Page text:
Slide 24.

    HerpeSelect-2 and HerpeSelect-1 Type-Specific Tests

    (Enlarge Slide)
  • This is the point-of-service HSV-2 antibody test; also a very good test with high sensitivity and specificity. This particular test becomes positive in a few weeks for most patients. It can be administered and read in a few minutes in the office.

  • POCkit HSV-2 Rapid Test

    Slide 25.

    POCkit HSV-2 Rapid Test

    (Enlarge Slide)

Controversial Issues in Sexually Transmitted Disease Testing

  • Who is a candidate for testing? The first category is people who have suspicious symptoms or a history suggesting unrecognized or inapparent herpes.

    The second category is patients with classic herpes, who you'd like to be able to tell that they definitely have herpes. We are aware of the communication problems with patients who have herpes. If you tell patients they definitely have herpes, they hear that they probably have herpes; if you tell them they probably have herpes, they hear that they might have herpes; if you tell them they might have herpes, they hear that it's unlikely they have herpes. So there is a deflation of what people hear relative to what we tell them. This is true for all disturbing information, especially sexually transmitted diseases. One of the benefits of blood testing is that it reinforces to patients that they actually have a problem. We wouldn't consider treating patients with AIDS or hepatitis C without a confirmatory laboratory test, and I think we need to bring that same level of diagnosis to the HSV-testing area.

    The next issue is that of individuals requesting an STD screening and those at risk for HIV infection. When the typical patient comes to our office and says, "I need an STD test," or "I'm worried because of my spouse's behavior. I need an STD test," what should we do? We do a chlamydia test. In females, we do a wet prep for trichomoniasis. We'll offer an HIV test depending on the circumstances. We might do a gonorrhea or syphilis test depending on specific risk factors and the level of those diseases in the local community. We might consider a hepatitis B test.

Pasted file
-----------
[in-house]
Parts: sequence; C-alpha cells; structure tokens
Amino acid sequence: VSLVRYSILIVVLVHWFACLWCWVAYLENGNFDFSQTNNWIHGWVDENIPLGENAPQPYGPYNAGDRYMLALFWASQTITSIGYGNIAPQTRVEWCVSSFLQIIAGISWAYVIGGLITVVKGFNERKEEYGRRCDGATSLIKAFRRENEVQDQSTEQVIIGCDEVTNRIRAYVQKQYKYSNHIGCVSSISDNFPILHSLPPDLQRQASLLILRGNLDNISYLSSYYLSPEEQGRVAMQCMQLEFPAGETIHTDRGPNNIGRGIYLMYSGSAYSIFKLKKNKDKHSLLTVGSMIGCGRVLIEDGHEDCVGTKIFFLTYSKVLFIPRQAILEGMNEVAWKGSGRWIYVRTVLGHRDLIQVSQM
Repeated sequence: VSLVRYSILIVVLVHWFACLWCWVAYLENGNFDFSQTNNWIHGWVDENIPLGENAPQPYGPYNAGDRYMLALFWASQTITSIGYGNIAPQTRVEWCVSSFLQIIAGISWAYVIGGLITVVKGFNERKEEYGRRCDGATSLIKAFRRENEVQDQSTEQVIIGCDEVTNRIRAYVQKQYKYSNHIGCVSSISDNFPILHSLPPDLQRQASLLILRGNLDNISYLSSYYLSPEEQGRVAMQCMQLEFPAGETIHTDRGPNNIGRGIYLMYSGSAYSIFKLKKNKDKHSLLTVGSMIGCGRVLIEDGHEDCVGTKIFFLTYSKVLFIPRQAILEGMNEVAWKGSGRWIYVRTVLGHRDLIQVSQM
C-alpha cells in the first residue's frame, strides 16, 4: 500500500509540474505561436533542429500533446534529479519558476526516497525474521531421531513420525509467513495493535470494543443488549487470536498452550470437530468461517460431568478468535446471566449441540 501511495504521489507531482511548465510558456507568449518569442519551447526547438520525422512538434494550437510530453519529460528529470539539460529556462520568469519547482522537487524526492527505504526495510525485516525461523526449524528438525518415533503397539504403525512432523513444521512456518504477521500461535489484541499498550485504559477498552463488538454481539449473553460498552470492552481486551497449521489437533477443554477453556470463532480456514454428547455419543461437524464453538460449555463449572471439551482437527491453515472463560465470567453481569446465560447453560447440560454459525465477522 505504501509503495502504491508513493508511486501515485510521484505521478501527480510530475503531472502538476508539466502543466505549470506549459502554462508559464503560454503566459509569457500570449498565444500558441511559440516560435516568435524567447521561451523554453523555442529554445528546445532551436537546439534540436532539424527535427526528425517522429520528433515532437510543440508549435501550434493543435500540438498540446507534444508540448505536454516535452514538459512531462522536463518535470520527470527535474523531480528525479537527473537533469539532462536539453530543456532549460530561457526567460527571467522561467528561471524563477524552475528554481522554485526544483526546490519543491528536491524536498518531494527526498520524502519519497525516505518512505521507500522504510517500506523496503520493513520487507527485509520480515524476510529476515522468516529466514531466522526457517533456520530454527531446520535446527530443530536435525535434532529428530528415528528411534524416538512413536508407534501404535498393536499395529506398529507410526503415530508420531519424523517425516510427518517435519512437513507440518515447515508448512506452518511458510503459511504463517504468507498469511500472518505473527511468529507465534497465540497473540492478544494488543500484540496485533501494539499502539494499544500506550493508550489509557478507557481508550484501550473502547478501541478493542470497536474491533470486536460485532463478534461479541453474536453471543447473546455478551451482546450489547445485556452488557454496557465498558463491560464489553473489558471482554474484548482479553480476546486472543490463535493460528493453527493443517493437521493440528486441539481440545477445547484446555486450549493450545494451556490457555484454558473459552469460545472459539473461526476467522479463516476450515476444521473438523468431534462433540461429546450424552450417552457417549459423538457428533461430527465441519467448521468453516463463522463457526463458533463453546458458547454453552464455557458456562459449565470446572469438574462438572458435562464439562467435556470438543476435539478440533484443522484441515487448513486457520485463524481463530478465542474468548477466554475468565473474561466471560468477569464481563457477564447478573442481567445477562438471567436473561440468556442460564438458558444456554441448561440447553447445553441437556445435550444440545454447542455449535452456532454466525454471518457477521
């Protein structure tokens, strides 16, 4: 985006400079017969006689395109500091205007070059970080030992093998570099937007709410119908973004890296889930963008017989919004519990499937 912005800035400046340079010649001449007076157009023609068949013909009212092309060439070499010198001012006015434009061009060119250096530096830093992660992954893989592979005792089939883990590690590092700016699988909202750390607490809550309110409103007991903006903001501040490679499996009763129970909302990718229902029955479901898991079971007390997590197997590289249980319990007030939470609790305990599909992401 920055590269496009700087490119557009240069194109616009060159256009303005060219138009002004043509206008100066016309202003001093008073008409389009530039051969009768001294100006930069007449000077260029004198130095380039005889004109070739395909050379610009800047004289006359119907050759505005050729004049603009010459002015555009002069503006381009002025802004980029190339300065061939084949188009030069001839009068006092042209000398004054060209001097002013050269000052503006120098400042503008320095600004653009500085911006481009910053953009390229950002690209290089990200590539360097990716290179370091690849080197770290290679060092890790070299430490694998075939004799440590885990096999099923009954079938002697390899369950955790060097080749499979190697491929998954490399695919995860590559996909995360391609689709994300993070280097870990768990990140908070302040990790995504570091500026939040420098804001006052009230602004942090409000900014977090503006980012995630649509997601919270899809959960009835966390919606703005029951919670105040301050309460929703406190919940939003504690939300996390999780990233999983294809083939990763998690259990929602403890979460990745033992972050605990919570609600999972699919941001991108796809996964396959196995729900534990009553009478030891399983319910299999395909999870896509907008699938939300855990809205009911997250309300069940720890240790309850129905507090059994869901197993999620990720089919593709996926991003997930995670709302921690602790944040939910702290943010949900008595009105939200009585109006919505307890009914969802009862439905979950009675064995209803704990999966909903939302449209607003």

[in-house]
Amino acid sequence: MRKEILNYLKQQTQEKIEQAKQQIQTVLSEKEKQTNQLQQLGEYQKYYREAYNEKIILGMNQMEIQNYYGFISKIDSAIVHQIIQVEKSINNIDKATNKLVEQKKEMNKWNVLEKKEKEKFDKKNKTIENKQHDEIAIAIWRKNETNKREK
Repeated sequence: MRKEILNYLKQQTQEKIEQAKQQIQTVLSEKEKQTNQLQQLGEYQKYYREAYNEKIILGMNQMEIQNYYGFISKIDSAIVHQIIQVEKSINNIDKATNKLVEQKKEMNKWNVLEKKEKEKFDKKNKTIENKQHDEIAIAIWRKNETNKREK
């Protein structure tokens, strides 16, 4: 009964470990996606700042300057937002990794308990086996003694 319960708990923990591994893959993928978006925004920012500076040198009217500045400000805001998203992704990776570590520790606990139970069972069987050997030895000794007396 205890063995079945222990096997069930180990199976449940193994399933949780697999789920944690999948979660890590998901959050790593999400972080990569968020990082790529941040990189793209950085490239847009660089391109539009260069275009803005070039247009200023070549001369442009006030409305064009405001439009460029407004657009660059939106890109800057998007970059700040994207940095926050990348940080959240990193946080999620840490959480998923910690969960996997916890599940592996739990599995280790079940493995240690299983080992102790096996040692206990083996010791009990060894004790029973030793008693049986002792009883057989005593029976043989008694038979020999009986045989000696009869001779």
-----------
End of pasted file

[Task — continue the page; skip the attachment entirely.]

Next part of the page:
If you want to screen your patients for STDs, the most common, unrecognized STD infection is not chlamydia, it's not trichomoniasis, it is genital HSV-2 infection. So, a blood test for HSV-2 antibodies should be done as part of the routine STD evaluation.

    The other issue I want to mention is when patients have genital herpes, their partners are often unaware that they may also have herpes. This is a highly contagious disease and offering blood testing to the spouse or sex partner is appropriate and may well detect unrecognized HSV-2 infection.

  • Genital Herpes: Who Is a Candidate for Serologic Testing?

    Slide 26.

    Genital Herpes: Who Is a Candidate for Serologic Testing?

    (Enlarge Slide)
  • There are old and new ways of thinking about herpes. We used to think that herpes was an infection that occurs 4 to 5 times a year for 4- to 6-day outbreaks, and subclinical shedding was infrequent or unusual. Today, our thinking is that 75% of shedding episodes are subclinical. That is, most people who are shedding virus do not have classic disease. Also, reactivation rates for herpes in terms of total days of shedding virus is much higher than previously suspected, in the range of 15% to 20% of total days. Genital herpes infection is more like hepatitis C, in that it should be seen as a continuous infection, rather than an intermittent infection.

  • New Thinking About HSV Pathogenesis

    Slide 27.

    New Thinking About HSV Pathogenesis

    (Enlarge Slide)

Treatment Regimens

  • Let's talk about treatment. We direct our treatment to relieving symptoms and healing lesions as well as reducing the frequency of recurrent episodes. I want to emphasize that suppressive therapy provides the opportunity to go from 4 to 6 outbreaks a year to 1 or fewer outbreaks. If you are in the high recurrence group (1 outbreak a month or 12 a year), suppression can reduce outbreaks by 80% to 85% for a total of perhaps 1 to 2 outbreaks per year. There is also a strong suggestion that by treating people with antiviral therapy for herpes, you significantly reduce the likelihood of viral transmission, perhaps as much as 80%. This undoubtedly occurs due to reduced lesional disease and reduced asymptomatic shedding.

  • Genital Herpes: Management Goals